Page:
Centralia was one of my childhood fascinations. A once vibrant coal town my family drove through several times a year on the way to visit relatives. It might have looked like a town built on a cloud, everything shrouded in white vapor, but it was more that a tiny piece of hell had managed to escape and lodge itself underneath the earth’s crust in Columbia County, Pennsylvania.
A vein of anthracite coal below paved streets, houses, municipal buildings, utility poles, swing sets, mailboxes, children on bikes, fathers mowing the lawn, and grandmother’s pruning rose bushes, was on fire. It was a runaway kind of thing. Centralia’s air was filled with methane smoke escaping through cracked sidewalks, buckled asphalt, vents installed to alleviate gas in basements.
According to my father who followed the news regarding Centralia, the problem wasn’t getting any better despite various amelioration efforts by the state. The town was poisoning its own inhabitants, many of them descendants of people who had given birth, raised children, died, and were buried there. Many didn’t want to leave Centralia even when it was clear that the town couldn’t be saved, but eventually most of them did.
My family and I watched Centralia disappear before our eyes throughout the 1970’s and 1980’s. Whenever we passed through, I begged my father to slow down so I could see what was still there. Whole streets of houses held on for a while. Stop signs. The U.S. Post Office flying the American flag. The Municipal Building. When a house was obviously vacant, I clung to the idea that the people could still come back once the fire went out. One year we passed a boarded-up house with a fresh coat of bright yellow paint. A flat tired bike leaned against the detached garage. The porch furniture and cushions were still there, pots of red geraniums bloomed on either side of the front door, and in the back yard, a clothesline, and rows of meticulously stacked wood.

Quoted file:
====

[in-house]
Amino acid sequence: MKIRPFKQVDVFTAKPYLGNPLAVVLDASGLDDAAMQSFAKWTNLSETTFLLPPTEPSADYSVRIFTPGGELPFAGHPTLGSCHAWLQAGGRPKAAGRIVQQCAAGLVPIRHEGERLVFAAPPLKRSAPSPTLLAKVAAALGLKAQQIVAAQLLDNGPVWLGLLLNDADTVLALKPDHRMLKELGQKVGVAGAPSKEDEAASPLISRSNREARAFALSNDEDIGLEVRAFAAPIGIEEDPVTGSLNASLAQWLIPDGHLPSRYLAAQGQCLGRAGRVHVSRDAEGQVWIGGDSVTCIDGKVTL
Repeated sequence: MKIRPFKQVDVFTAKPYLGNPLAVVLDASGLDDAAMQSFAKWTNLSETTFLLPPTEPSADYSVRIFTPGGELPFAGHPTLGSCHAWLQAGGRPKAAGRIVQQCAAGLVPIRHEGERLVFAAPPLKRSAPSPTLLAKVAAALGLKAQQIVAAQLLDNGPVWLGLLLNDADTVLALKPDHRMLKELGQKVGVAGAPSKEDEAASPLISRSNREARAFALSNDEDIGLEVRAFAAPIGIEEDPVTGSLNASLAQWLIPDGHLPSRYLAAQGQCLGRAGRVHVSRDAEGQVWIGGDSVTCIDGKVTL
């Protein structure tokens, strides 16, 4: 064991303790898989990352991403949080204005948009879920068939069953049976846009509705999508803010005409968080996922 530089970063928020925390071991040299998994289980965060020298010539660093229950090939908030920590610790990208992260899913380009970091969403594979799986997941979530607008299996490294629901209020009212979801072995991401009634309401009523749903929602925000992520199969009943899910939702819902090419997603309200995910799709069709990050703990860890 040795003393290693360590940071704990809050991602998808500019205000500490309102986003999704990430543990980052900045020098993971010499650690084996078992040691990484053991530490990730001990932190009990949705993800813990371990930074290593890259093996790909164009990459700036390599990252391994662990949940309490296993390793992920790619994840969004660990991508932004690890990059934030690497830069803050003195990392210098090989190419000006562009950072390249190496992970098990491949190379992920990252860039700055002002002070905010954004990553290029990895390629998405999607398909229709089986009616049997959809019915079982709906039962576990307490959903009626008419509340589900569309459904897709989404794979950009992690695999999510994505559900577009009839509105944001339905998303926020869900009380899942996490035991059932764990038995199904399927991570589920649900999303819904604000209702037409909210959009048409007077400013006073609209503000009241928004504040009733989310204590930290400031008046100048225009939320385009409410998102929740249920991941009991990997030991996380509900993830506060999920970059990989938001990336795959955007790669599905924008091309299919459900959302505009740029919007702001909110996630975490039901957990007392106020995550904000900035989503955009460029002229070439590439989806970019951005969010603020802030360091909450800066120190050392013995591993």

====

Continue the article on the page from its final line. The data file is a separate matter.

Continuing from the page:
Eventually as the state claimed more and more structures by eminent domain, entire neighborhoods were bulldozed, and Centralia became more of a memory of a town than a real town. Empty fields with paved streets. Cemetery all by itself without its church. A swing set in the middle of nowhere with no swings, silver slide lying on the ground on its side like an extinct dinosaur. Daffodils and tulips bloomed in grave gardens. Overgrown, crooked tomato stakes waited for vine.
Was it only me who could still hear the children laughing, boots crunching as they chased each other over ice crusted snow. What of the school bell, horns that honked to say hello, what of music sifting from the windows of the house where the piano teacher lived.
The last time I drove through Centralia with my parents I was in high school. A new road was scheduled to open the following year and we would be bypassing the town. Due to sinkholes, it had become too dangerous to allow people to drive near it.
One house, still occupied, stood alone in the middle of an abandoned street. Neighboring homes on either side had been leveled. The house had a new pale green shingle roof I didn’t remember from the previous summer and a recently mowed lawn. Purple and white petunias burst color around the base of a mailbox shaped like a locomotive engine. On the front porch, a golden retriever thumped his tail, gnawing a bone. There was a light in the kitchen that day, in what I assumed was the kitchen, at the back of the house. Parked nose to fender in the cinder driveway, two pickups, one silver and a red one identical to my father’s, only cleaner.
“I wonder where that fella gets his truck washed,” Dad said.
“A car wash!” Mom said. “Who cares about a car wash. What about a grocery store, a dentist, a medical doctor in case of an emergency.”
“This isn’t the moon, Terry. There are other towns in Columbia County.”
“Not that close. These people who stay here aren’t rational. It’s simply impossible to live here anymore. They are being reckless.”
I didn’t think so. I thought they were heroic. They weren’t giving up on their town. When they looked outside of their windows, they saw streets, yards, a school, a church, a picnic grove, and a town square full of people. Maybe they believed Centralia still had a chance to return to what it once was. Who knows what is impossible.
Or maybe it was simply the happiest of things to share a town with ghost images, memories of people and times gone by. Where is the rule written that we have to live for today or tomorrow. What’s wrong with living in the past.
Virginia Watts is the author of poetry and stories found in CRAFT, The Florida Review, Reed Magazine, Pithead Chapel, Permafrost Magazine, Broadkill Review among others. Her poetry chapbooks are available from Moonstone Press. She has been nominated four times for a Pushcart Prize and Best of the Net. A short story collection is upcoming from The Devil’s Party Press. Visit her at https://virginiawatts.com/.